With an already comprehensive list of components, FSA continue to develop further specialist offerings. Slotting in between their Energy and K-Force ranges, the SL-K CycloCross cantilever brakes enter an increasingly competitive market.
The black anodised forged alloy arms have purposeful angular faces, with the only colour choice being between red-and-white or plain white graphics. An integrated barrel adjuster is neat, and allows for tool-free straddle wire adjustment – helpful when pads wear.
Brake pad adjustment and alignment borrows the mountain bike single Allen bolt and conical washer arrangement, and pads are replaceable in road or mountain bike style, meaning a simple change for carbon-specific pads. Stainless steel springs are neatly hidden behind the arms and rest against a grub Allen bolt for individual tension adjustment.
At 279g for all four arms, bolts, hangers, pads and straddle cables, the SL-Ks are very competitive. Fitting is straightforward, although it does require 5, 4, 3, 2.5 and 2mm Allen keys. Although a simple fixing method, adjusting each brake pad for alignment and toe-in with the single bolt requires three hands. A simpler method may be to set each one before engaging the spring, unless you have the dexterity of a surgeon.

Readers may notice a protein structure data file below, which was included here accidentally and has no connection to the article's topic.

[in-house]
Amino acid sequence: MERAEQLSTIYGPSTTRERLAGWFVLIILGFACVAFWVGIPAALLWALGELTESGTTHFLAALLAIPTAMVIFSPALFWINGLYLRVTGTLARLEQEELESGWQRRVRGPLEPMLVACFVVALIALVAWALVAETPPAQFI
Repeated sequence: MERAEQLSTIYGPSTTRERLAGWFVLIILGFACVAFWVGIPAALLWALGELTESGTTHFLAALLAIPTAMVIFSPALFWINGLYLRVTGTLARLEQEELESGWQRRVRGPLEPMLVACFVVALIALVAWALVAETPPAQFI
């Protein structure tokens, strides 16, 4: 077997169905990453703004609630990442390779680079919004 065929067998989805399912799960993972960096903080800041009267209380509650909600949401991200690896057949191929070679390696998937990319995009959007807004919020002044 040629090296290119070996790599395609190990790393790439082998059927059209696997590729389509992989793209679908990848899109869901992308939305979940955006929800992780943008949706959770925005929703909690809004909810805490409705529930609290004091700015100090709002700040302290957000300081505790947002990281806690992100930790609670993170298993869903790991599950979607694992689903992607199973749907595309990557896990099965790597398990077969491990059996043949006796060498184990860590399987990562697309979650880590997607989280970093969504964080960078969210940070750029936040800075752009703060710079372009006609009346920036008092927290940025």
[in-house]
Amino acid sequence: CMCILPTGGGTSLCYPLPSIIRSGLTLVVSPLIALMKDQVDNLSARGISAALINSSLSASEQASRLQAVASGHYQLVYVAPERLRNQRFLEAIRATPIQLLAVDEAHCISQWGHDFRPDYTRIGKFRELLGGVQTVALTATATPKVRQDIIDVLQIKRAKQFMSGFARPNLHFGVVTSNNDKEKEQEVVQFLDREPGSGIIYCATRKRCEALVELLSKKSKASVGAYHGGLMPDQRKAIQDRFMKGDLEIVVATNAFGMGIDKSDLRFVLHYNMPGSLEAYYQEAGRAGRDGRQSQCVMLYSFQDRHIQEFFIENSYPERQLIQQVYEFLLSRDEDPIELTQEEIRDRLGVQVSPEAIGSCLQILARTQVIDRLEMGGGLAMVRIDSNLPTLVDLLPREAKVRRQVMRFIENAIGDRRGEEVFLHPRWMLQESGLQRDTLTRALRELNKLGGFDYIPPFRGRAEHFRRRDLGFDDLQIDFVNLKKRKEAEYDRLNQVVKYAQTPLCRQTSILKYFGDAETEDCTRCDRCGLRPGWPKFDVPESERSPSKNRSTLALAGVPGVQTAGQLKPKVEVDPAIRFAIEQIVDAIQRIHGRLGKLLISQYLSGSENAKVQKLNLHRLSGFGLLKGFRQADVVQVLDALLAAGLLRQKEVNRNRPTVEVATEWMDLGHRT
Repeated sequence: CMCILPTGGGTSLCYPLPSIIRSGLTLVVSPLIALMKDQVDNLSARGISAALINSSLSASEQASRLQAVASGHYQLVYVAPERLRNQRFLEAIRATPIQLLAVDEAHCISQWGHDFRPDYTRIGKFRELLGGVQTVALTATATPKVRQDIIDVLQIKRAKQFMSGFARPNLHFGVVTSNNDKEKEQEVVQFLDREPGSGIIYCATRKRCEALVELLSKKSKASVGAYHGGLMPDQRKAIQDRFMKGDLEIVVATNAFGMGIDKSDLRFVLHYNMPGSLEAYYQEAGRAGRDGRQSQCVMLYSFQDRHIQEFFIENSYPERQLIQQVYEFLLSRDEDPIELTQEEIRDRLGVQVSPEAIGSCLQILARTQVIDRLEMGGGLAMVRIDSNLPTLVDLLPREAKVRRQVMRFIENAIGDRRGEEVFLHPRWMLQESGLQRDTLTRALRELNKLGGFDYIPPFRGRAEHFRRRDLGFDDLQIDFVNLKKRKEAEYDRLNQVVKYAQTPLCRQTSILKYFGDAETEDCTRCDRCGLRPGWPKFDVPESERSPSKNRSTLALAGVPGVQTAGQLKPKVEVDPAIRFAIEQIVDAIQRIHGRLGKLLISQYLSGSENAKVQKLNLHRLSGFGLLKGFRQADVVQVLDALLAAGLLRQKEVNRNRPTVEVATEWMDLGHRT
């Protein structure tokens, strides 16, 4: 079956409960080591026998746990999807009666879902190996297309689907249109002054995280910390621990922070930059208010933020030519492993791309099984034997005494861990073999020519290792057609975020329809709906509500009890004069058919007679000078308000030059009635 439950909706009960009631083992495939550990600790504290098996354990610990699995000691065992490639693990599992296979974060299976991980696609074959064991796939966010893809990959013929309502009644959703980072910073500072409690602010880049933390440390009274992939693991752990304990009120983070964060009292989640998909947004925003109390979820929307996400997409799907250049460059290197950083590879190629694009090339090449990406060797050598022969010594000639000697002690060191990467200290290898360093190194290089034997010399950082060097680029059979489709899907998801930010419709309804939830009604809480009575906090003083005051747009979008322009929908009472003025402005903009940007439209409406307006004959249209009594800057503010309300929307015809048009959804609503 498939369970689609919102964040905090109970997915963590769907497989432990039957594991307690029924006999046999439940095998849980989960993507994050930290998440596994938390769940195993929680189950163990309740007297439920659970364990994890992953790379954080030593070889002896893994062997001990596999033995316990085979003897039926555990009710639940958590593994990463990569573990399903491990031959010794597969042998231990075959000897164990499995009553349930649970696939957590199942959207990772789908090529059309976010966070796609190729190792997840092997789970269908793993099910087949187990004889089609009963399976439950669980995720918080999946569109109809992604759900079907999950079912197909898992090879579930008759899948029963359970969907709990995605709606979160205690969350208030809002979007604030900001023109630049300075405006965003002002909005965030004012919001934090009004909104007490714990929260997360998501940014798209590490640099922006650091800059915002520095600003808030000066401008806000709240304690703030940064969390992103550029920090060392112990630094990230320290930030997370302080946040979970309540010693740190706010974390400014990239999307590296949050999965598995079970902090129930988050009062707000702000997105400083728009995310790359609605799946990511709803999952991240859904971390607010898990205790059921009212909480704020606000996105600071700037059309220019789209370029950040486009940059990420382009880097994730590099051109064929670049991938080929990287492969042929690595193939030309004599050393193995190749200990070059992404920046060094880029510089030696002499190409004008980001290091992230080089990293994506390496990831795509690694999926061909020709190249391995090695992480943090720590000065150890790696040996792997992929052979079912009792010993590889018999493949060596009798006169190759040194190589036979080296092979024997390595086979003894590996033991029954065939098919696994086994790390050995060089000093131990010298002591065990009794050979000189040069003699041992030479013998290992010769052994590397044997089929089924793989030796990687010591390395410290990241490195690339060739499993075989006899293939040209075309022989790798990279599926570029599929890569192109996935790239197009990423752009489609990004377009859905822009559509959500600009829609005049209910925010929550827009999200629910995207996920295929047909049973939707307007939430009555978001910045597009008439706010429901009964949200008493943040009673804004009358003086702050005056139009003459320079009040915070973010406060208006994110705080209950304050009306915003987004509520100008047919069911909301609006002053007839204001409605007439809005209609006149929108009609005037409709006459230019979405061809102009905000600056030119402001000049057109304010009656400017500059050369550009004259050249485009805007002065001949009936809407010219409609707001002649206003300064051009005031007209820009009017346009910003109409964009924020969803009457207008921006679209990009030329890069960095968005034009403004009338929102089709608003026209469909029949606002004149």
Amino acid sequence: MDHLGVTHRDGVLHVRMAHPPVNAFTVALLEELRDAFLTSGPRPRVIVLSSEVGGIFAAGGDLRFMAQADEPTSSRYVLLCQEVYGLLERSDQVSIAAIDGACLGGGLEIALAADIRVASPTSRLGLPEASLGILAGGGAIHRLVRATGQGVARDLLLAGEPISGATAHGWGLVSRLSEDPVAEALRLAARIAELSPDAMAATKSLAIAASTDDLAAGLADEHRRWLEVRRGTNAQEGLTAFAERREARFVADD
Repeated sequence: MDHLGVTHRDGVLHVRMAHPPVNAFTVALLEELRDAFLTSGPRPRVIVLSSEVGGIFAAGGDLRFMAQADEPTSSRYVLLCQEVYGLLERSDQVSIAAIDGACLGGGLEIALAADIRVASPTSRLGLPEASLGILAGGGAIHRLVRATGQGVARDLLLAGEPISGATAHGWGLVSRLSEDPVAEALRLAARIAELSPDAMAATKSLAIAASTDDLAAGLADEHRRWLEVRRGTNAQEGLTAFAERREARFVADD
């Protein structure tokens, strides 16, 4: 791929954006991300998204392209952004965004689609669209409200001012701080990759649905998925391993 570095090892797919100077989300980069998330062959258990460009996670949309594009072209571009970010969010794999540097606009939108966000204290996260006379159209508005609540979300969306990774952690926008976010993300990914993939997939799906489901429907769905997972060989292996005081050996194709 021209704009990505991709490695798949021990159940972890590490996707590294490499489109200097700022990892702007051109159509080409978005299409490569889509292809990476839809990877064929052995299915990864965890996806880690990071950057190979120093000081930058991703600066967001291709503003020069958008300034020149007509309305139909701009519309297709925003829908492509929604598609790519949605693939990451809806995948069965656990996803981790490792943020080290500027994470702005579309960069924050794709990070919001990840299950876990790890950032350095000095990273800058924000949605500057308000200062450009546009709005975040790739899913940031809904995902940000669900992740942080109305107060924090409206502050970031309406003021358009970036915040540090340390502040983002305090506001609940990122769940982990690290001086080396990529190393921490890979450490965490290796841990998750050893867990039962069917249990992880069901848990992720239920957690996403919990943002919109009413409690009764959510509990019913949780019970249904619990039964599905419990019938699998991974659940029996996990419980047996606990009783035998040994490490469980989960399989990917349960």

Instead of using the common thicker braided straddle wire with its string-like malleability, FSA supply what seems to be a section of gear cable. Threading the straddle wire through the hanger is fiddly, and can lead to a kink in the wire, which doesn’t seem to have affected performance but is hard to straighten. However, the hanger clamp bolt and clever straddle wire lock are very satisfying.
Brake feel matches the best we’ve tested, with good modulation and a positive return, and once bedded in, there’s enough power for ’cross use, although the rear could be better. Excess play in the brass bushings isn’t noticeable in use, and heel and mud clearance are good, the arms being marginally shorter than the competition. The SL-Ks would make a stylish addition to any ’cross bike, and could equally suit light touring.
This article was originally published in Cycling Plus magazine, available on Apple Newsstand and Zinio.